I fell asleep on his chest, but woke up to his back. Everything had been fine an hour before. But now he was as far away from me as he could get, huddled to the farthest outpost of the bed.
All up and down my body, a hundred shallow wells were pooling with that sick sick feeling. I sat up a little, my heart like a block of wood. He used to wake at my slightest stir and pluck me like strings, his touch overflowing onto every square inch of my skin, severe with tenderness. But now he was stiff and closed. His mind was on his phone. Each time it chimed, another distant siren.
When he left for work just before dawn, his eyes were as dark as the windows. I laid awake, following his truck in my mind’s eye. Ten, twenty, now forty miles outside of town. Beside me on the bed, he’d left not one single trace.
What’s wrong? I texted.
Nothing, the screen replied, and I tried not to shudder.
I remembered that night, driving together down the highway, his right hand curled around my two left fingers. He’d held them fast even as he shifted gears. Physical touch was his currency, but words were mine. I would replay and reorder them, pipette their meaning by the ounce and milliliter and feel them to the tenth power. But texted words were a different animal entirely, robotic and yet shape-shifting; blooming one minute and metastasizing the next.
Maybe that’s why the killzone of his message was so massive. It arrived in my phone like a drone, time-stamped at 9:15 AM, full of killer e’ s and r’s – ready and great and friends and relationship. Each one was a corpse stacked on another in a truck bed, a bag of grain dropped from a UN helicopter that couldn’t turn and bail fast enough.
I’m thinking more and more I’m not ready for a relationship. You’re a great person and I’d love for us to be friends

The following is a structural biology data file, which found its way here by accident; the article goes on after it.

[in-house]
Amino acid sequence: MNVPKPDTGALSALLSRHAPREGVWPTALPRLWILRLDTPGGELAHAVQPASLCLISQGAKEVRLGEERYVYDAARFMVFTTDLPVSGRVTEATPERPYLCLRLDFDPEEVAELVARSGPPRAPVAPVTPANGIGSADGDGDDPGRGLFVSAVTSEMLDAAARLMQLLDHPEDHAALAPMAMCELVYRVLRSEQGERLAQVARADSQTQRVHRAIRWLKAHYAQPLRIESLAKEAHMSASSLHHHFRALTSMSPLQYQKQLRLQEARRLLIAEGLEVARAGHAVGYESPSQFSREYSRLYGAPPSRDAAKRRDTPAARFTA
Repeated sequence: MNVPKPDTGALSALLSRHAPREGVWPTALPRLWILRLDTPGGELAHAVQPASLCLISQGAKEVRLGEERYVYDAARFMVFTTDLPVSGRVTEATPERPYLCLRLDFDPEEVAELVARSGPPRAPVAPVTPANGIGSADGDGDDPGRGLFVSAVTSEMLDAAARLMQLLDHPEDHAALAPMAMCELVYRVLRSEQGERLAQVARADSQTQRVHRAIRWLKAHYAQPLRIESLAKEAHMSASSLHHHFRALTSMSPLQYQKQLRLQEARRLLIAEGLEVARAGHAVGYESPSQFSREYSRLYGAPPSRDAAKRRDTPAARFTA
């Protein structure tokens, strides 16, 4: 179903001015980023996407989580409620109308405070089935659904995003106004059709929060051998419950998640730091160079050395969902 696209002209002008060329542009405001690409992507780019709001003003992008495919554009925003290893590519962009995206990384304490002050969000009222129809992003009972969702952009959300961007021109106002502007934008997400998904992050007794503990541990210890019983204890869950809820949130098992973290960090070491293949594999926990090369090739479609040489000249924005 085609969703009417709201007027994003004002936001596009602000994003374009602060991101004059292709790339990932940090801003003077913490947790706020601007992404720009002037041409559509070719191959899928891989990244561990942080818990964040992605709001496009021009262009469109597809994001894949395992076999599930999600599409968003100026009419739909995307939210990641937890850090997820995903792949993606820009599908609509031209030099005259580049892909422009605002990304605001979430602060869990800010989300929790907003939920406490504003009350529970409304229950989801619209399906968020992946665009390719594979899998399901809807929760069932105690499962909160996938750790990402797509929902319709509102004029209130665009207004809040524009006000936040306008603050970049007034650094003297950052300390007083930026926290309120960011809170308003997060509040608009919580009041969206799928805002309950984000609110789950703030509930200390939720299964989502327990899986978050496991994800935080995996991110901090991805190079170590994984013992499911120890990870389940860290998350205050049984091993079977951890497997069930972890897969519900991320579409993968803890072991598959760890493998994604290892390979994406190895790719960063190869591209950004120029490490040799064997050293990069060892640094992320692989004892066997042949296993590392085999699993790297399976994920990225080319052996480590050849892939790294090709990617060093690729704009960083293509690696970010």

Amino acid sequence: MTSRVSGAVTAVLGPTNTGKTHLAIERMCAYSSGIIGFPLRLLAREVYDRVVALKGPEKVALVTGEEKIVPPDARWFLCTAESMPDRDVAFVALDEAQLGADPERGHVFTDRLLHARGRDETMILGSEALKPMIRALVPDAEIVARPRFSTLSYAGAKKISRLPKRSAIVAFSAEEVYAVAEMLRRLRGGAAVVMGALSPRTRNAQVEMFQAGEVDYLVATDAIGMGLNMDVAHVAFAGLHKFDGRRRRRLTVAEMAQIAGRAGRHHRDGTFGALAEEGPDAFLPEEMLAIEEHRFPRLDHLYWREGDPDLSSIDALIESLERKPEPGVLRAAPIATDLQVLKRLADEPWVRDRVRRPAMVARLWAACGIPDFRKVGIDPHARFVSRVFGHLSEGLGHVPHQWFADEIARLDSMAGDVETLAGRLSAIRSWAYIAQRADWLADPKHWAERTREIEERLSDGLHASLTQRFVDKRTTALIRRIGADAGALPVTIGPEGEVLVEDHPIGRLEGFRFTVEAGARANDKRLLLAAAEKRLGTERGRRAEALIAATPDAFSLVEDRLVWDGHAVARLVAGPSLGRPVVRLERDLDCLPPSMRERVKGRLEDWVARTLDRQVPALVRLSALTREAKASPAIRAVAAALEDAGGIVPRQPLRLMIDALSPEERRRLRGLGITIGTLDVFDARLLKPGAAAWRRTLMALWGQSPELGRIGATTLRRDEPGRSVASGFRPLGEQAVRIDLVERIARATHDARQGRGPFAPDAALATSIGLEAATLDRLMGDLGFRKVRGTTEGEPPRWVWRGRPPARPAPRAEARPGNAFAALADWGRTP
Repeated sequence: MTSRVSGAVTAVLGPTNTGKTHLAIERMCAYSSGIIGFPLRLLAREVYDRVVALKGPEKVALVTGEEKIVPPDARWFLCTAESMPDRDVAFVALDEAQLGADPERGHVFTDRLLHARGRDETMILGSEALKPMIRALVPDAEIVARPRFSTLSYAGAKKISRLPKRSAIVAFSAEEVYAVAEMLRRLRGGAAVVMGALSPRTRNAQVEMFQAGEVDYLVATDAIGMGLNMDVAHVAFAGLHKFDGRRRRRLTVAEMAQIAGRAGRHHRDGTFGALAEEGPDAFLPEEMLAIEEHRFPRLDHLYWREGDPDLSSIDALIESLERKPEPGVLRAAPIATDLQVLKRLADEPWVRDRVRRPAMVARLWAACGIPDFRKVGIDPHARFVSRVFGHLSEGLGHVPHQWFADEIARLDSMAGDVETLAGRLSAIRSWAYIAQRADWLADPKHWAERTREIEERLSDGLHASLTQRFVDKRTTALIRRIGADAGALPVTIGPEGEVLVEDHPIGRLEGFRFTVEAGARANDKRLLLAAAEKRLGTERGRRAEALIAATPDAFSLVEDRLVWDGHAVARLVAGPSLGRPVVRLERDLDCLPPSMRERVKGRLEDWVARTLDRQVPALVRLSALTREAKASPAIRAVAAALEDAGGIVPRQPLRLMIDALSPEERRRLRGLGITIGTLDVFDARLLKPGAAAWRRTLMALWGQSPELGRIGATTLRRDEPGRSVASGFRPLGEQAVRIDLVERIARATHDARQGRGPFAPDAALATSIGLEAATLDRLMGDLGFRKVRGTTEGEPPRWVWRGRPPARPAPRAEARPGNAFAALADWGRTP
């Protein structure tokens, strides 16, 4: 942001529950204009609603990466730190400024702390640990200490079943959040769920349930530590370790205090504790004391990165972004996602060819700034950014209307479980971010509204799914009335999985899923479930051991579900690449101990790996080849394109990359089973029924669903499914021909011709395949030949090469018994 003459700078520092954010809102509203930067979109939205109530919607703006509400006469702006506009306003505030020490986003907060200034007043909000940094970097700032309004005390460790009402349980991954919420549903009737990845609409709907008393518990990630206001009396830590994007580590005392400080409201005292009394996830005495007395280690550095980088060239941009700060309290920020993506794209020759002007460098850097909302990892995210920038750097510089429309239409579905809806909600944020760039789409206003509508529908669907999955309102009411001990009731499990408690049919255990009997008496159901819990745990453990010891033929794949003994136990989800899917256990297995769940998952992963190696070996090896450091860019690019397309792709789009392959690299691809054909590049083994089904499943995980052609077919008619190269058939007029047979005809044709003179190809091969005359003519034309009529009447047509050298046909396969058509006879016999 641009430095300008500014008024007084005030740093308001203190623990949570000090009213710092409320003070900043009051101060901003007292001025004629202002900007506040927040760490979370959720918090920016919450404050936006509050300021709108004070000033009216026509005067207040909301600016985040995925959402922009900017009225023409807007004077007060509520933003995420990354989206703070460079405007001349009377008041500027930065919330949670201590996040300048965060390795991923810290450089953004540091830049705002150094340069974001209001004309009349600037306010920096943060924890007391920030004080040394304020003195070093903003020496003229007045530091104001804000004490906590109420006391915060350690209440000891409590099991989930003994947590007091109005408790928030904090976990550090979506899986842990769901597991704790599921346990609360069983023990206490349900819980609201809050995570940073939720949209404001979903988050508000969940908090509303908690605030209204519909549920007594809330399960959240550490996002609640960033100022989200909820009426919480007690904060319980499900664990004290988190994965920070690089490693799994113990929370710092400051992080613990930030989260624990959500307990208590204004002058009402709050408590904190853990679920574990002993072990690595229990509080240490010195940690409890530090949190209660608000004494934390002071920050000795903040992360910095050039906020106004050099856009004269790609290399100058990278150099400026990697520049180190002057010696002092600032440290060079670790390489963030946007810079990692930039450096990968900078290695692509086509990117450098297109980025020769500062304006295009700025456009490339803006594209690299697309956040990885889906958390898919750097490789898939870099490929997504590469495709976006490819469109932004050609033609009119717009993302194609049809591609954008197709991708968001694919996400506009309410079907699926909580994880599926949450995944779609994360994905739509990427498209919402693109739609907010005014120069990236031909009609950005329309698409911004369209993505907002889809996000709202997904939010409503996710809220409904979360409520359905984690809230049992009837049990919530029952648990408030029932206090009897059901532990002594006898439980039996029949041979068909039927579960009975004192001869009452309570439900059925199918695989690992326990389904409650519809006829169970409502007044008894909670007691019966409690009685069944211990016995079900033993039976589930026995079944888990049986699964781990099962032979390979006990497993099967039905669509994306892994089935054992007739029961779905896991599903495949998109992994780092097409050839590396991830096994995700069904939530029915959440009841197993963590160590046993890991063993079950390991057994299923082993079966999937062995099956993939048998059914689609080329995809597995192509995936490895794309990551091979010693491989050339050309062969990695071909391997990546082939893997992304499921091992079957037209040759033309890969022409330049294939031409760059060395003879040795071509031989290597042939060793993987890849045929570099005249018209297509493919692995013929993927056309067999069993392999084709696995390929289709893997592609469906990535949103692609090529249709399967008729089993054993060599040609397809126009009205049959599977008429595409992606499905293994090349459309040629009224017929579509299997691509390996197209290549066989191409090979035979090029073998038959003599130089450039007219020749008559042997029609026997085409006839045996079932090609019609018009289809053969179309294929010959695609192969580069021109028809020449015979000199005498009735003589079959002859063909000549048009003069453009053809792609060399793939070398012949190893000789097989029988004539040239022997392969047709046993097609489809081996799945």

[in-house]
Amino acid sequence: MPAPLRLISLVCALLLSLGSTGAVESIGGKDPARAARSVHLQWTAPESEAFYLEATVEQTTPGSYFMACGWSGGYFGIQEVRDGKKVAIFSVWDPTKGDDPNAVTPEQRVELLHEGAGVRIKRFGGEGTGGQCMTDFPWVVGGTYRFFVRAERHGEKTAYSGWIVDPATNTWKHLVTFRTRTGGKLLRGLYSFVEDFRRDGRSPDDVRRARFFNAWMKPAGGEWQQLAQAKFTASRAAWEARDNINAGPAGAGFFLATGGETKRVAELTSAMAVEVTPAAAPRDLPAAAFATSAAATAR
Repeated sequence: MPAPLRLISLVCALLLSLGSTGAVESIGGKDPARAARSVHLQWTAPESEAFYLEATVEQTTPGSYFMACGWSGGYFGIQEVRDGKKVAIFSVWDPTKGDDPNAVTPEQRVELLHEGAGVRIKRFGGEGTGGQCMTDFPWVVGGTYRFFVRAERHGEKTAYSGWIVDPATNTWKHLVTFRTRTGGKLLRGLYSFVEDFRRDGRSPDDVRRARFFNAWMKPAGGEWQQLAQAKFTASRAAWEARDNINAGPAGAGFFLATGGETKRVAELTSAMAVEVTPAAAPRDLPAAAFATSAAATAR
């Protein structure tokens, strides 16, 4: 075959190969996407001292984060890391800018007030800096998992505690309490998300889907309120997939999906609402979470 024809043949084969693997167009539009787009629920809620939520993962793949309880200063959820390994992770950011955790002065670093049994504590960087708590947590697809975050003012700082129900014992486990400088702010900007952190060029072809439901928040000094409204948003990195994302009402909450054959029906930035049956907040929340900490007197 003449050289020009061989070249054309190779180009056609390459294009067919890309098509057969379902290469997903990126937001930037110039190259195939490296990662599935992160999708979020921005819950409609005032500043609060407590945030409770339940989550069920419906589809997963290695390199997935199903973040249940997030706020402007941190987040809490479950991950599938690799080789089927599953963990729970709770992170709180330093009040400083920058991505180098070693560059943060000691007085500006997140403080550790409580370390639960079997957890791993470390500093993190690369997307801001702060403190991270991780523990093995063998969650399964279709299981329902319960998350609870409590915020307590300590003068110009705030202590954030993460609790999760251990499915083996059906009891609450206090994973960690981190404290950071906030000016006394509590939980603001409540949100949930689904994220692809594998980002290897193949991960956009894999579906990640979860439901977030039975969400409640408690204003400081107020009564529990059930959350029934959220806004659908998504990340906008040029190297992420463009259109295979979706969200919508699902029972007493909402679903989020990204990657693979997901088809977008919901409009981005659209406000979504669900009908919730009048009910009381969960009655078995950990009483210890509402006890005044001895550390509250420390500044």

Inside the hemisphere of my body, the radar lit up super cell red, the kind where the core glows purple, exceeding all known wind measurements. It was the kind where you hunker down and pray because the smooth boards of your home are about to split and explode into jagged projectiles. The kind where you come to in the cheery sunlight moments later, walls gone, bleeding out where the picture frame of your loved one has embedded in your thoracic artery.
Men have a way of just turning off their feelings like a switch, I’d fretted to him a few days before.
I’m different…in all ways, he’d assured. Don’t put me in the same category please.
But that was at 2:58 PM, sunny and partly cloudy. At 9:15 the next morning, the purple eye was directly overhead, the white-hot fear howling like a freight train.There was no negotiating with a screen. Screens had no stake, screens made no judgment calls, screens were immune. Screens were there so people didn’t have to be. They were the weapon of choice for goodbye. Maybe that’s all I ever had anyway: a relationship with a screen.
But he’d lain naked on the bed, my lover in repose, my lover in the flesh. I’d taken a sliver of cocoa butter and rubbed it into his dry palm, down deep to his finger bones until the brown crease of his lifeline became glossy and supple. I’d brought the tips to my lips and kissed them as if there was nothing in the world to fear. I didn’t know I was in the land of frowning emoticons. I didn’t know he could simulate an act of god and issue an apology via SMS. I didn’t know his hand was just the periscope of a machine, scrolling quick past his brother’s demise and onto something more fun.